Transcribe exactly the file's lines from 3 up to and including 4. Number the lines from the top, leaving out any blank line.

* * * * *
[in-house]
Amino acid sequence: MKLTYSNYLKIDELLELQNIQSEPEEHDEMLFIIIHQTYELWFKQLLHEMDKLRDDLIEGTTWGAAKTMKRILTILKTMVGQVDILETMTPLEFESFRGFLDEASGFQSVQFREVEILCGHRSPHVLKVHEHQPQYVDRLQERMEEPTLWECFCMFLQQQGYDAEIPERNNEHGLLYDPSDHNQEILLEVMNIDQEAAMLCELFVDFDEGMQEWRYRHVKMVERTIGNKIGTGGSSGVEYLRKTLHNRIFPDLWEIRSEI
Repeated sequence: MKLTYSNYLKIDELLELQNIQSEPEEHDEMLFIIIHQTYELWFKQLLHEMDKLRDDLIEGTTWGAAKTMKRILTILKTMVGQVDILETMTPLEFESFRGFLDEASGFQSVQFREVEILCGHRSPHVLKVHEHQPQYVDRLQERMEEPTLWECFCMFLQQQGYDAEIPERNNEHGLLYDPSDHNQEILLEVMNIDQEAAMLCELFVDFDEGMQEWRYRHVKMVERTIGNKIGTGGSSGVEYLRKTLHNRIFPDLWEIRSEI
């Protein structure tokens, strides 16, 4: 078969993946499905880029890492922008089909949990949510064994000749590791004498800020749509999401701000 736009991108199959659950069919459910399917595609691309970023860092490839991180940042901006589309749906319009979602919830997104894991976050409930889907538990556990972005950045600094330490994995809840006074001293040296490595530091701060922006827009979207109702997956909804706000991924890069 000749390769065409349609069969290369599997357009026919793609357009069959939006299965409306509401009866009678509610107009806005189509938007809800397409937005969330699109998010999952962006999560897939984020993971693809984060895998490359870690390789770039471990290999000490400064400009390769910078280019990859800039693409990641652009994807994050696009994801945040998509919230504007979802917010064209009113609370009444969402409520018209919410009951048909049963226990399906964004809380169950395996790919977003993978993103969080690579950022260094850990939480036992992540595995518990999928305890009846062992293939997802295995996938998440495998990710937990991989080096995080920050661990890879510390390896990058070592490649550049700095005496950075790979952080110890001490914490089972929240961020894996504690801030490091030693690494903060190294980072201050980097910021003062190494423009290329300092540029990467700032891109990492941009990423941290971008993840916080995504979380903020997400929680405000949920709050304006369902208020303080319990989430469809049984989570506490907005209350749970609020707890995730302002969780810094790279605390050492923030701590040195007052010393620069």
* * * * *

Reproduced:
Repeated sequence: MKLTYSNYLKIDELLELQNIQSEPEEHDEMLFIIIHQTYELWFKQLLHEMDKLRDDLIEGTTWGAAKTMKRILTILKTMVGQVDILETMTPLEFESFRGFLDEASGFQSVQFREVEILCGHRSPHVLKVHEHQPQYVDRLQERMEEPTLWECFCMFLQQQGYDAEIPERNNEHGLLYDPSDHNQEILLEVMNIDQEAAMLCELFVDFDEGMQEWRYRHVKMVERTIGNKIGTGGSSGVEYLRKTLHNRIFPDLWEIRSEI
């Protein structure tokens, strides 16, 4: 078969993946499905880029890492922008089909949990949510064994000749590791004498800020749509999401701000 736009991108199959659950069919459910399917595609691309970023860092490839991180940042901006589309749906319009979602919830997104894991976050409930889907538990556990972005950045600094330490994995809840006074001293040296490595530091701060922006827009979207109702997956909804706000991924890069 000749390769065409349609069969290369599997357009026919793609357009069959939006299965409306509401009866009678509610107009806005189509938007809800397409937005969330699109998010999952962006999560897939984020993971693809984060895998490359870690390789770039471990290999000490400064400009390769910078280019990859800039693409990641652009994807994050696009994801945040998509919230504007979802917010064209009113609370009444969402409520018209919410009951048909049963226990399906964004809380169950395996790919977003993978993103969080690579950022260094850990939480036992992540595995518990999928305890009846062992293939997802295995996938998440495998990710937990991989080096995080920050661990890879510390390896990058070592490649550049700095005496950075790979952080110890001490914490089972929240961020894996504690801030490091030693690494903060190294980072201050980097910021003062190494423009290329300092540029990467700032891109990492941009990423941290971008993840916080995504979380903020997400929680405000949920709050304006369902208020303080319990989430469809049984989570506490907005209350749970609020707890995730302002969780810094790279605390050492923030701590040195007052010393620069």